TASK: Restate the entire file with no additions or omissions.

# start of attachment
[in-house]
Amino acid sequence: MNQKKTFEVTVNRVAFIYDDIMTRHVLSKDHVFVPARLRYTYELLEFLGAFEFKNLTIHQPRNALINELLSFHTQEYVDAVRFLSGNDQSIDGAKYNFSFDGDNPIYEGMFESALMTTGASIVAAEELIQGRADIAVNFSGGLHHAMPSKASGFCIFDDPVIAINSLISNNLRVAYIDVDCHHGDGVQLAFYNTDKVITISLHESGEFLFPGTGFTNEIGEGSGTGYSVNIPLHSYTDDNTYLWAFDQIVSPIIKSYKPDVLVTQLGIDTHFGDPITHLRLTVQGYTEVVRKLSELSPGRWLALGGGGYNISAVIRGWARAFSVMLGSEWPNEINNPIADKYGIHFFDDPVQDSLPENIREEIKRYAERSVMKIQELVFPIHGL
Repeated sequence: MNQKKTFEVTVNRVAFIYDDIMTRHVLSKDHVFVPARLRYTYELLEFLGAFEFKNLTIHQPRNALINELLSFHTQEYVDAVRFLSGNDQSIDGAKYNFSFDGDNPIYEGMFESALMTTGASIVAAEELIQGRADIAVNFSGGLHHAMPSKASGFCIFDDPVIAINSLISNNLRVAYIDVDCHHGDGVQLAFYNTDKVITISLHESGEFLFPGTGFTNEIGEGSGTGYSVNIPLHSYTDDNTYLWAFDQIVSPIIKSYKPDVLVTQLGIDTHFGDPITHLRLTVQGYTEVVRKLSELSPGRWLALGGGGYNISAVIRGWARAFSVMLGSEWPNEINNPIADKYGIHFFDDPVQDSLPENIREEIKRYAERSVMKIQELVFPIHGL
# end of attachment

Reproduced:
[in-house]
Amino acid sequence: MNQKKTFEVTVNRVAFIYDDIMTRHVLSKDHVFVPARLRYTYELLEFLGAFEFKNLTIHQPRNALINELLSFHTQEYVDAVRFLSGNDQSIDGAKYNFSFDGDNPIYEGMFESALMTTGASIVAAEELIQGRADIAVNFSGGLHHAMPSKASGFCIFDDPVIAINSLISNNLRVAYIDVDCHHGDGVQLAFYNTDKVITISLHESGEFLFPGTGFTNEIGEGSGTGYSVNIPLHSYTDDNTYLWAFDQIVSPIIKSYKPDVLVTQLGIDTHFGDPITHLRLTVQGYTEVVRKLSELSPGRWLALGGGGYNISAVIRGWARAFSVMLGSEWPNEINNPIADKYGIHFFDDPVQDSLPENIREEIKRYAERSVMKIQELVFPIHGL
Repeated sequence: MNQKKTFEVTVNRVAFIYDDIMTRHVLSKDHVFVPARLRYTYELLEFLGAFEFKNLTIHQPRNALINELLSFHTQEYVDAVRFLSGNDQSIDGAKYNFSFDGDNPIYEGMFESALMTTGASIVAAEELIQGRADIAVNFSGGLHHAMPSKASGFCIFDDPVIAINSLISNNLRVAYIDVDCHHGDGVQLAFYNTDKVITISLHESGEFLFPGTGFTNEIGEGSGTGYSVNIPLHSYTDDNTYLWAFDQIVSPIIKSYKPDVLVTQLGIDTHFGDPITHLRLTVQGYTEVVRKLSELSPGRWLALGGGGYNISAVIRGWARAFSVMLGSEWPNEINNPIADKYGIHFFDDPVQDSLPENIREEIKRYAERSVMKIQELVFPIHGL